May a state have more than one vote?
Does the principle of "one state, one vote" apply equally all around or are there ways in which a state may acquire more than one vote?
The question has particularly important implications for this country. When the League of Nations Covenant was being debated in the Senate in 1919-20, one of the most frequent charges brought against it was that Great Britain had actually not one vote but six-its own and those of Canada, Australia, New Zealand, South Africa, and India. It was asserted by the League's opponents that these votes would, in fact, be cast as the British government desired-or demanded. Although events disproved the charge, the idea of a bloc of British votes, controlled by the home government, has persisted.
The question has become an active one again, and not only as to Great Britain. One of the agreements reached at Yalta by the Big Three was to allow separate votes in the General Assembly to two constituent republics under the Soviet Union-Ukraine and White Russia. On paper it looks as though both Great Britain and Russia, especially the latter, were going to "control" more than one vote apiece. To some, this issue will appear as a dangerous situation. It looks to them as if the United States could be outvoted by two others of the Great Powers. Thus, they say, we shall be in an inferior position in which our interests in the United Nations Organization can be jeopardized. As a counterbalance, some people have suggested that each of our 48 states should be given separate representation in the General Assembly!
If we look at the question from the point of view of practical politics, we need not be overconcerned about the possible results of the British or the Russian arrangements. The dominions and the British government frequently disagreed in both the Assembly and the Council of the League of Nations. There was, in fact, never a case in which the British government controlled the votes of the dominions.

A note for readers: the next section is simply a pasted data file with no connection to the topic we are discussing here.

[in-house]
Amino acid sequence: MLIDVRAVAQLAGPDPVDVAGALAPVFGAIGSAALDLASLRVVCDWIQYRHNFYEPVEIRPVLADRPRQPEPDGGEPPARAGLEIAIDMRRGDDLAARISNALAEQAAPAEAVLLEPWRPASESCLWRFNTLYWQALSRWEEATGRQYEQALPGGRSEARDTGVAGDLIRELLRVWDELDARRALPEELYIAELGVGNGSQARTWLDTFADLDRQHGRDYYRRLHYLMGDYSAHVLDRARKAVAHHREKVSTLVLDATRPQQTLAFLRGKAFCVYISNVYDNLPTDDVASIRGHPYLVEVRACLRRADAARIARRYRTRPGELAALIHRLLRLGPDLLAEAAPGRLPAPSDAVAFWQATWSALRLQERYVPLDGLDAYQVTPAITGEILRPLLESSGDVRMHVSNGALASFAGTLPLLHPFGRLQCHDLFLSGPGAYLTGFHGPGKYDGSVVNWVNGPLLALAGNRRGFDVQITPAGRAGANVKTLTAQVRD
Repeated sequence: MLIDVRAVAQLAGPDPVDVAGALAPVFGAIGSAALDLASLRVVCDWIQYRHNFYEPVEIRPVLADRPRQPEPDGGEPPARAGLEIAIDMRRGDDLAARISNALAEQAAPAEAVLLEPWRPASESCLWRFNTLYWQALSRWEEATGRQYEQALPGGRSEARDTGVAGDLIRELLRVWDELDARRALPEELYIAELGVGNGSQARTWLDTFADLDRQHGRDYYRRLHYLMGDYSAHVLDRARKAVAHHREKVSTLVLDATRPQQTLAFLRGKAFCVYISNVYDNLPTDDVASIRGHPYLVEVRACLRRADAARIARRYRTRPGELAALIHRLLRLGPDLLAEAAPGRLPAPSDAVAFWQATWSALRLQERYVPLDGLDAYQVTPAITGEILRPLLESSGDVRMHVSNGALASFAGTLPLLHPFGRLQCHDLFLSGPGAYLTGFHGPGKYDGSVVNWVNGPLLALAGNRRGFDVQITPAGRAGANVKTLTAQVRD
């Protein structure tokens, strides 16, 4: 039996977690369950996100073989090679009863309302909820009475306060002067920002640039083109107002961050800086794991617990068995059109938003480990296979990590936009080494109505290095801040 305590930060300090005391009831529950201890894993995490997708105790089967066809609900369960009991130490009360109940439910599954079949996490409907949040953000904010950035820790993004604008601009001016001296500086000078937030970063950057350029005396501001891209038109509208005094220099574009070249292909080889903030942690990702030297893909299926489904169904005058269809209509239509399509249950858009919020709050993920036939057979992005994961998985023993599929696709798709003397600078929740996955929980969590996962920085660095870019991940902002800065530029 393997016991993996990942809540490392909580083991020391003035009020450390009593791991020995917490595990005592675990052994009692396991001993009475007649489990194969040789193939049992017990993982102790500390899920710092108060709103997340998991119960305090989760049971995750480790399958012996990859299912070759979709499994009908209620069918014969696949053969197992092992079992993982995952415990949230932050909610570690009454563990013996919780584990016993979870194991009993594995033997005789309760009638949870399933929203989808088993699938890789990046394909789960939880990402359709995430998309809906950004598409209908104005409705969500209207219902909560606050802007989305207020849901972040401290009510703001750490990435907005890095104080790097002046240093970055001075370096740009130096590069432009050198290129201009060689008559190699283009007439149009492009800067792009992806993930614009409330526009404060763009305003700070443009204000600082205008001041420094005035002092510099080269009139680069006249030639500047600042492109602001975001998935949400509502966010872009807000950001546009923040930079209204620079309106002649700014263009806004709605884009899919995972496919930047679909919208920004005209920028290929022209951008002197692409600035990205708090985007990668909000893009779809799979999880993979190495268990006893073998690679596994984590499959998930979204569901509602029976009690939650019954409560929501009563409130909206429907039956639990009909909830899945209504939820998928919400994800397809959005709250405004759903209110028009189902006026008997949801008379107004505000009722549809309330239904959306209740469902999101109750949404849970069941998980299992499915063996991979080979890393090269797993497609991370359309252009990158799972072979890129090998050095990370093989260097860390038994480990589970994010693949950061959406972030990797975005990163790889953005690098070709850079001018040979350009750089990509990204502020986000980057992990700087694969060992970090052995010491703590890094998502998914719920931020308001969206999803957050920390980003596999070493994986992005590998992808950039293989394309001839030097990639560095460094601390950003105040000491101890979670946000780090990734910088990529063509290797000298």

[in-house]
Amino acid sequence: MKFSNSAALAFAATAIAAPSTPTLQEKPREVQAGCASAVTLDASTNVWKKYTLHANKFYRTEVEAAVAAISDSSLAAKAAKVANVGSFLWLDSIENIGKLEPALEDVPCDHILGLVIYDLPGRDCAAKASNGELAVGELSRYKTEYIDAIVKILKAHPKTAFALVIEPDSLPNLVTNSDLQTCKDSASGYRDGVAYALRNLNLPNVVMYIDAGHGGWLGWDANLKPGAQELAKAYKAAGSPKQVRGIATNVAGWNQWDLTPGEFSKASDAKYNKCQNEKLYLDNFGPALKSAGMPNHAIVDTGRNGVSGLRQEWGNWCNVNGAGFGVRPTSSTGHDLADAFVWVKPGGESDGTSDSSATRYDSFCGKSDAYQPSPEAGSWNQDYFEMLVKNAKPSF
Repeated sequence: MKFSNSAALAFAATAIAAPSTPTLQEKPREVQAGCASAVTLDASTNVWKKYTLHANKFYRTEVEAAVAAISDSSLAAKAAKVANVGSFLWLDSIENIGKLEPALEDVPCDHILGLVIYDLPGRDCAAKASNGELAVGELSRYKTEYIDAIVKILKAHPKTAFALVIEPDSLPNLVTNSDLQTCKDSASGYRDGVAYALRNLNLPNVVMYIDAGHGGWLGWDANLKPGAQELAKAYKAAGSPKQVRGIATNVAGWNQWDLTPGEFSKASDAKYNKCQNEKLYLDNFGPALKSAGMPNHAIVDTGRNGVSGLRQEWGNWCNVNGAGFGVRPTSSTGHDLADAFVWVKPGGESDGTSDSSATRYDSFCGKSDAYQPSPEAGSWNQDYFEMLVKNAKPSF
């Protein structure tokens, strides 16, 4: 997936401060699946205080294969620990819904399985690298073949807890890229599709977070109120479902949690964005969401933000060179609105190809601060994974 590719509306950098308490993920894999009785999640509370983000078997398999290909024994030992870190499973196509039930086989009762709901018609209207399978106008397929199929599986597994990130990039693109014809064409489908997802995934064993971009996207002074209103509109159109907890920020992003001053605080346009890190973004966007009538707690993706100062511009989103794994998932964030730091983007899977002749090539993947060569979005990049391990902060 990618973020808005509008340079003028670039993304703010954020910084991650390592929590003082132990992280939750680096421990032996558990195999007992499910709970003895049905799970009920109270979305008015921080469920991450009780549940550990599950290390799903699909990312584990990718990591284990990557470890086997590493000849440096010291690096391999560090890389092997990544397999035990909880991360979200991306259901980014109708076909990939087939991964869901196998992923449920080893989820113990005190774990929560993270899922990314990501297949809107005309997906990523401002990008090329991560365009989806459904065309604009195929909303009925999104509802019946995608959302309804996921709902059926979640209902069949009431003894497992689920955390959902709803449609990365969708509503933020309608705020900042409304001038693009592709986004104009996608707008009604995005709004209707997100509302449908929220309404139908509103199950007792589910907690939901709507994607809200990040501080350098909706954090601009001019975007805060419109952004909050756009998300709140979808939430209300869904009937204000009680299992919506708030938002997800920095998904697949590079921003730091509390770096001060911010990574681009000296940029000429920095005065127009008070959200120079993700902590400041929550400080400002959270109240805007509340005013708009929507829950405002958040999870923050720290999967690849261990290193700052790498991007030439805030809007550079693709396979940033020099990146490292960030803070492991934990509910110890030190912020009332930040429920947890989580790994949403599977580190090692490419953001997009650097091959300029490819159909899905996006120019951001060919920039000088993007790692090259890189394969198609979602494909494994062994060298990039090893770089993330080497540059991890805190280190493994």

In the intervening years, and especially during this war, several of the dominions have drawn closer to this country. Canada and Australia, for instance, recognize their common interests with us in postwar international defense and economic policies. These trends are almost certain to continue. There is no likelihood that the British government and the dominions will form a bloc against us, in the General Assembly or otherwise. The evidence of San Francisco itself-where some of the dominions led in opposition to certain British policies-was to the contrary.
The Russian situation is not dissimilar. The Soviet national constitution grants more autonomy to its separate republics than most federal constitutions. Some observers have already noted differing trends of foreign policy between Moscow and the Ukrainian and White Russian republics. Whether this development will go as far as it has between the British government and the dominions, cannot, of course, be determined in advance.
In any event, these votes represent at present only 3 in 50-more later as new states are admitted. If cast on the same side, they can never affect any decision in the General Assembly unless at least 14 other states vote the same way. It is sometimes pointed out, also, that both the Russian constituent republics are larger in population and resources than all except a dozen or so other member states. On the other hand, in decisive issues the United States can generally count on the support of most of the 20 Latin American republics.